The Zero Trust Security model was created by John Kindervag during the 2010s at his time with Forrester Research. The model was initially focussed on:
- Segmenting and securing networks across locations and hosting models (private cloud, on prem, public cloud)
- Preaching the zero trust gospel - to challenge and eliminate the inherent trust assumptions we have made over the last decades
Kindervag has advocated for Zero Trust in continued roles outside of Forrester and Chase Cunningham has taken over the Zero Trust architecture and the Zero Trust eXtended wave that Forrester publishes since 2018.
The model evolved significantly from then on and is now a usable framework that gives IT and security a chance to implement a Zero Trust model in a pragmatic way.
Zero Trust is not a technology, it is a architectural model and we have a couple of assertions to consider before implementing Zero Trust:
- Assume breach - We assume that no part of the network is trusted, data breaches will happen
- Disappearance of “inside” vs. “outside - We assume that there are always internal and external threats on all parts of the network
- Least privilege - everything in the network, devices, users, flows, data should be provisioned with a least privilege approach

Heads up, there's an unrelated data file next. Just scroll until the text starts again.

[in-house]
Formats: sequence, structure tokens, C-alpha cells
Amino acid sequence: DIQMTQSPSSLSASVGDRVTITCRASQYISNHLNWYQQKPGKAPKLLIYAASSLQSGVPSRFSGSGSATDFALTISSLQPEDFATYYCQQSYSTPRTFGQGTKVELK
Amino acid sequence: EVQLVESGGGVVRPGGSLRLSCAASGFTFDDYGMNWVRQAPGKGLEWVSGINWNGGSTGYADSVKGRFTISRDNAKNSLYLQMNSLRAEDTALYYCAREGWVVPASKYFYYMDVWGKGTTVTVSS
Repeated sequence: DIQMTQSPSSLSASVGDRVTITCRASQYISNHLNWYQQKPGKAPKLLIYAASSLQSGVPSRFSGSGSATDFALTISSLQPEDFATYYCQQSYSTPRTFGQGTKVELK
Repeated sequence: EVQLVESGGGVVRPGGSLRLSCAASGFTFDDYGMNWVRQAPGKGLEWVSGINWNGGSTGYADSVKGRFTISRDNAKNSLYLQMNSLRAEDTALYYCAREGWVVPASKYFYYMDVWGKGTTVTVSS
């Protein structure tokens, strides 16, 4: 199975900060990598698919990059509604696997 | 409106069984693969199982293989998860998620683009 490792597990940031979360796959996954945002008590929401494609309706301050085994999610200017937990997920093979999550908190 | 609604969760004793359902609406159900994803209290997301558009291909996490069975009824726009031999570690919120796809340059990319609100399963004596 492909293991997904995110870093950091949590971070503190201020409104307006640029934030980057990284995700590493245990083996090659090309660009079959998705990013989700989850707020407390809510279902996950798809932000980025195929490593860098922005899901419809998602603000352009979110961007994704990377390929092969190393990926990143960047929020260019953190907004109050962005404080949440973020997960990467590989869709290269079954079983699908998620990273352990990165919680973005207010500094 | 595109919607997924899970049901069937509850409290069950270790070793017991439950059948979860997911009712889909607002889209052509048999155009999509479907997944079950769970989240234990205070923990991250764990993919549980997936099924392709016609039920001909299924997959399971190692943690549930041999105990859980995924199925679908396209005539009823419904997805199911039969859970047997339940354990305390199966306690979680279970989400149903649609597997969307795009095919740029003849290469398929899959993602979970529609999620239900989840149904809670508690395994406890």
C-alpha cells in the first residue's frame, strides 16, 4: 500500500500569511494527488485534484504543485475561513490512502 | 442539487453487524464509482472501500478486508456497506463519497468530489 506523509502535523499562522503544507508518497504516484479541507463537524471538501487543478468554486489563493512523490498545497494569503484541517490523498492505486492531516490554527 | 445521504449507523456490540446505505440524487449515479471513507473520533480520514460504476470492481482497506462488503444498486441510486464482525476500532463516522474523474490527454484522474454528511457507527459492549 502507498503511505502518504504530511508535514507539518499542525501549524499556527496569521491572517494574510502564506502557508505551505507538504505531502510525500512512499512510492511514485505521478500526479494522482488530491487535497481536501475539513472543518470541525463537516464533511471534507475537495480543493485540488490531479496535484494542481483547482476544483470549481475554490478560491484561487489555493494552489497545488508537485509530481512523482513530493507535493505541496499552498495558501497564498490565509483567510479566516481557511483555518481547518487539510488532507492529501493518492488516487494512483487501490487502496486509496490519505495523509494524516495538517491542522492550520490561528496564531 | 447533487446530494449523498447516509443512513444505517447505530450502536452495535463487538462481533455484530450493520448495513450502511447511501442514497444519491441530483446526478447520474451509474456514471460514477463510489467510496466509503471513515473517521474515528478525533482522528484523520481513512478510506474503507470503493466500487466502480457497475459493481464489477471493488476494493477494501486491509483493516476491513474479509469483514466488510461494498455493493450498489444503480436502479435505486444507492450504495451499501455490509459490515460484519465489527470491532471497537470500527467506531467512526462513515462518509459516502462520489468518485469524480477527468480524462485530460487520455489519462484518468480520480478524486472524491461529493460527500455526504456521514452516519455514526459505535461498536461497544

- Never trust always verify - a default deny approach to security
- Policies must be dynamic and consider more information than locality of the end-user
- Centrally managed - a place to orchestrate the zero trust network
In the 2010s Forrester research introduced the Zero Trust approach aiming to addressing lateral threat movement and exfiltration within the infrastructure by using micro segmentation (Dr. Chase Cunningham). The framework is data-centric and based on five main pillars:
- Data - obviously the most important part of all security frameworks - this is the most important asset to protect
- Networks - traffic needs to flow for legit users and blocked for untrusted connections
- Devices - the vehicle for user access to the network
- People - the human factor often is key in successful attacks and one of the most used vectors into the network
- Workloads - the devices where applications actually do computation and storage on
All of this is tied together with Orchestration and Automation and needs visibility as a key component to even start implementing a Zero Trust network model.
How to implement a zero trust approach?